HARARE – The High Court has ordered supermarket chain OK Zimbabwe to compensate a girl crushed by a falling shelf at one of its shops – but the victim will only receive the equivalent of US$321.
Chidochashe Chiswanda, described in court documents as a minor child, has not walked since the incident at OK’s Hillside shop in Harare back in 2015.
Justice Ephraim Tagu of the Harare High Court found the retailer at fault and ruled that it created a “monstrous environment for customers.”
The 2019 conversion of United States dollar balances and all liabilities to Zimbabwe dollars by the central bank, with the concurrence of the Supreme Court, means that Chidochashe’s US$51,000 damages will be paid out in worthless Zimbabwe dollars at a rate of 1:1.
The girl’s father, Tizayi Chiswanda, stood for her in the lawsuit.
In a ruling made available on Wednesday, Justice Tagu said: “As to the particulars of negligence the plaintiff testified to the effect that the shelf was not properly and safely secured or mounted to the ground.
“He said the shelf had four legs and was not affixed to the ground. He described the material used to make it which broke the strongest bones in a human body (femore or thigh bones).
“The conduct of the defendant therefore led to the physical harm to the minor child thereby to financial loss, caused pain and what is called external rotation of limb which he said was permanent.”
The incident occurred on February 15, 2015.
Chiswanda was shopping with his daughter when he heard a loud bang. He turned back to find his daughter under the shelf screaming in pain.
Despite the alarm being raised, the shop keeper’s stayed away from the scene leaving Chiswanda to seek help from other shoppers.
The court heard Chiswanda rushed his daughter to hospital where she was admitted.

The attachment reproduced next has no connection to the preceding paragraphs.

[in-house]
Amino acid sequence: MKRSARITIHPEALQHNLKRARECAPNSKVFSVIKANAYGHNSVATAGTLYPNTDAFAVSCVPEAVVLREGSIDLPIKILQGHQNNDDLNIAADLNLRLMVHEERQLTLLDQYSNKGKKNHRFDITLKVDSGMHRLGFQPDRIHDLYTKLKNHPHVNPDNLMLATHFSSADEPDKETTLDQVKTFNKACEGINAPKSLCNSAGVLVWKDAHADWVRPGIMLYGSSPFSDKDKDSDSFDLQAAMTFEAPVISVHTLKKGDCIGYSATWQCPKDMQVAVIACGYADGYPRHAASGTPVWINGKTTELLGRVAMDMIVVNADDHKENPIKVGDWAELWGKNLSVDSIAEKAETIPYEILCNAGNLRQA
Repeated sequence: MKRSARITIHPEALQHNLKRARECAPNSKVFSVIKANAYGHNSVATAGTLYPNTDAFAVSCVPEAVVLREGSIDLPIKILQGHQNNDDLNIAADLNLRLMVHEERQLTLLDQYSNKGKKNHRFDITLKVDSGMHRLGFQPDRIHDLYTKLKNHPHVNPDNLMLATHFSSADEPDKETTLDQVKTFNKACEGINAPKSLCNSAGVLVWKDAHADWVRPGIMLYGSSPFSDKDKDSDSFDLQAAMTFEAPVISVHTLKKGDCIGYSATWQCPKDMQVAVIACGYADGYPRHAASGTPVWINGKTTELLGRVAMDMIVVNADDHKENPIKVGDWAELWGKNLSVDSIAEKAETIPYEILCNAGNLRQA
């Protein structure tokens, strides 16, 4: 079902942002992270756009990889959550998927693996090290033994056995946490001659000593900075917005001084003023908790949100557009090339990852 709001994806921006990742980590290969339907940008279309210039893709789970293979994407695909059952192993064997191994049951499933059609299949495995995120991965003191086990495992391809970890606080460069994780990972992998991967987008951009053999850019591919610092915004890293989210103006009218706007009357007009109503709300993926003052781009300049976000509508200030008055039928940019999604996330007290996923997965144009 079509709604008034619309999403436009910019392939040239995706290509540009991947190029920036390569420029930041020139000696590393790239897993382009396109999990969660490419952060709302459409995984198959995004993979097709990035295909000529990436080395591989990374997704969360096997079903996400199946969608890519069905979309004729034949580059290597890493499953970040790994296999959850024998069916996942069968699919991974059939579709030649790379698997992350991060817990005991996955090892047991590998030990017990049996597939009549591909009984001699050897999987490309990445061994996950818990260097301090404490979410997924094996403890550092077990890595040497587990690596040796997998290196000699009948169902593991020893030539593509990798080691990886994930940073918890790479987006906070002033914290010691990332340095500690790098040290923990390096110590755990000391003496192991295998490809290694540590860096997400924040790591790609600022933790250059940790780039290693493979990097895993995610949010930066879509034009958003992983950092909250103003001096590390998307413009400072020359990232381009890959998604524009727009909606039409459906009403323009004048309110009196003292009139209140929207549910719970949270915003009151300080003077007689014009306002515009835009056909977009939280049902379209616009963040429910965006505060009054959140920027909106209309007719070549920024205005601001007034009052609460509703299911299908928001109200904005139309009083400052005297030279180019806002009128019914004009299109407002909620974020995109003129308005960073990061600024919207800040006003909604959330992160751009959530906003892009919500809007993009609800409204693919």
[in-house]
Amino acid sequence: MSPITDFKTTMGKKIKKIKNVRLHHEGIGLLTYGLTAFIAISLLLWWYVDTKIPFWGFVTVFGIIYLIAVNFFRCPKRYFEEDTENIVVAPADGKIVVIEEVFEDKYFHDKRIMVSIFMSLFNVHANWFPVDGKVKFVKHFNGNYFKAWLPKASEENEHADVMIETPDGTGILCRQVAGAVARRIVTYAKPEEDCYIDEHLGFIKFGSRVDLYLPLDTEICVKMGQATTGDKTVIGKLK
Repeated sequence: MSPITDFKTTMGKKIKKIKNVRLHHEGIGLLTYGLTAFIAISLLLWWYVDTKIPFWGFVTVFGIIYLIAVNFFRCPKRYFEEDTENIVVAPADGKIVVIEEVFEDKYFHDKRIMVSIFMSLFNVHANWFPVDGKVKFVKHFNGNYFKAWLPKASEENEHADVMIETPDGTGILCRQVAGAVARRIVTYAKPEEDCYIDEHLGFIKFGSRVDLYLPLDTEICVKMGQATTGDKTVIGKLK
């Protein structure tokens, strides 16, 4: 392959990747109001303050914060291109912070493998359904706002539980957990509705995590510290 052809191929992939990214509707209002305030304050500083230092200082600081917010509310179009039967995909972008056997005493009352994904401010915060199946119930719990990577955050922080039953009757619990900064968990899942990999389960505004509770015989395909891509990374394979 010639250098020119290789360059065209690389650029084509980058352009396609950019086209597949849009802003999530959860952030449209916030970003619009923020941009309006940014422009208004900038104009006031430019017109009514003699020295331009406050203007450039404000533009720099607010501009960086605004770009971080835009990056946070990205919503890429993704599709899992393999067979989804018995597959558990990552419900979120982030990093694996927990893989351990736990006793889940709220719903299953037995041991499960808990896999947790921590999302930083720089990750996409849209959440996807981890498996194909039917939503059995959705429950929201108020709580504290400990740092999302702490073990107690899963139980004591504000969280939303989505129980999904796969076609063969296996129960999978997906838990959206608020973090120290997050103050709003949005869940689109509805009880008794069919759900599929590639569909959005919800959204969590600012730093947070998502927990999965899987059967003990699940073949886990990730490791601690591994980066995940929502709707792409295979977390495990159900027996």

When Chiswanda returned to the supermarket, he was introduced to two section managers. During an assessment of the steel shelf, it was discovered that it was propped upright with the help of a brick.
The two managers reportedly blamed Chiswanda for the incident, claiming that he was not paying attention to his daughter.
The managers claimed his daughter was attracted by some balls on display and tried to climb up the shelf which resulted in it falling down. But no witness among those who testified saw her climbing the shelf.
The judge said the retailer was at fault because it is not disputed that the shelf was not well serviced.
In court, OK insisted on paying at a rate of one United States dollar to one Zimbabwe dollar, citing Statutory Instrument 33 of 2019 which said “all assets and liabilities… valued and expressed in United States dollars… shall on and after the effective date be deemed to be valued in RTGS$ at a rate of 1:1 to US$.” This leaves the victim with the equivalent of US$321 at the official rate, and much less on the widely-used black market.
Justice Tagu ruled: “OK’s liability has been established some six years after the effective date. On the date the summons were amended it sounded in ZW$ by operation of the law and cannot be subject to any further conversion. OK be and is hereby ordered to pay to the plaintiff a total sum of US$51,982 at the rate of 1:1 as damages.”